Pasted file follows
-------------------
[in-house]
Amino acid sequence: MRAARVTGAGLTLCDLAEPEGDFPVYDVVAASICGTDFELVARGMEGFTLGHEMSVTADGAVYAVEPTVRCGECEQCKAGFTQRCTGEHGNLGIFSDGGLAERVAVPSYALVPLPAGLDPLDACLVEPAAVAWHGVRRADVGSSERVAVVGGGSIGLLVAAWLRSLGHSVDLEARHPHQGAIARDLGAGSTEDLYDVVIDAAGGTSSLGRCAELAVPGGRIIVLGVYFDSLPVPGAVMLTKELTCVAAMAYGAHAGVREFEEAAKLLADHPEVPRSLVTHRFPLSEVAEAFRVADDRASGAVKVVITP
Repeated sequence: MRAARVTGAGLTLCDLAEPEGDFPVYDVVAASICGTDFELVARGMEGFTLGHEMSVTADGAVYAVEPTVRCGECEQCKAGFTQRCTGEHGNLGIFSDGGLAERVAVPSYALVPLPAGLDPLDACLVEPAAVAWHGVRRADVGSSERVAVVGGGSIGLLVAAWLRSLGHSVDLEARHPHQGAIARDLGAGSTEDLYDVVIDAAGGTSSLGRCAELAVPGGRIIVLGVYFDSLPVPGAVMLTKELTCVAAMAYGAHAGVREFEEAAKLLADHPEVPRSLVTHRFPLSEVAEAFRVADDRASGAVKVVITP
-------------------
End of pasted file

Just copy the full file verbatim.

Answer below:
[in-house]
Amino acid sequence: MRAARVTGAGLTLCDLAEPEGDFPVYDVVAASICGTDFELVARGMEGFTLGHEMSVTADGAVYAVEPTVRCGECEQCKAGFTQRCTGEHGNLGIFSDGGLAERVAVPSYALVPLPAGLDPLDACLVEPAAVAWHGVRRADVGSSERVAVVGGGSIGLLVAAWLRSLGHSVDLEARHPHQGAIARDLGAGSTEDLYDVVIDAAGGTSSLGRCAELAVPGGRIIVLGVYFDSLPVPGAVMLTKELTCVAAMAYGAHAGVREFEEAAKLLADHPEVPRSLVTHRFPLSEVAEAFRVADDRASGAVKVVITP
Repeated sequence: MRAARVTGAGLTLCDLAEPEGDFPVYDVVAASICGTDFELVARGMEGFTLGHEMSVTADGAVYAVEPTVRCGECEQCKAGFTQRCTGEHGNLGIFSDGGLAERVAVPSYALVPLPAGLDPLDACLVEPAAVAWHGVRRADVGSSERVAVVGGGSIGLLVAAWLRSLGHSVDLEARHPHQGAIARDLGAGSTEDLYDVVIDAAGGTSSLGRCAELAVPGGRIIVLGVYFDSLPVPGAVMLTKELTCVAAMAYGAHAGVREFEEAAKLLADHPEVPRSLVTHRFPLSEVAEAFRVADDRASGAVKVVITP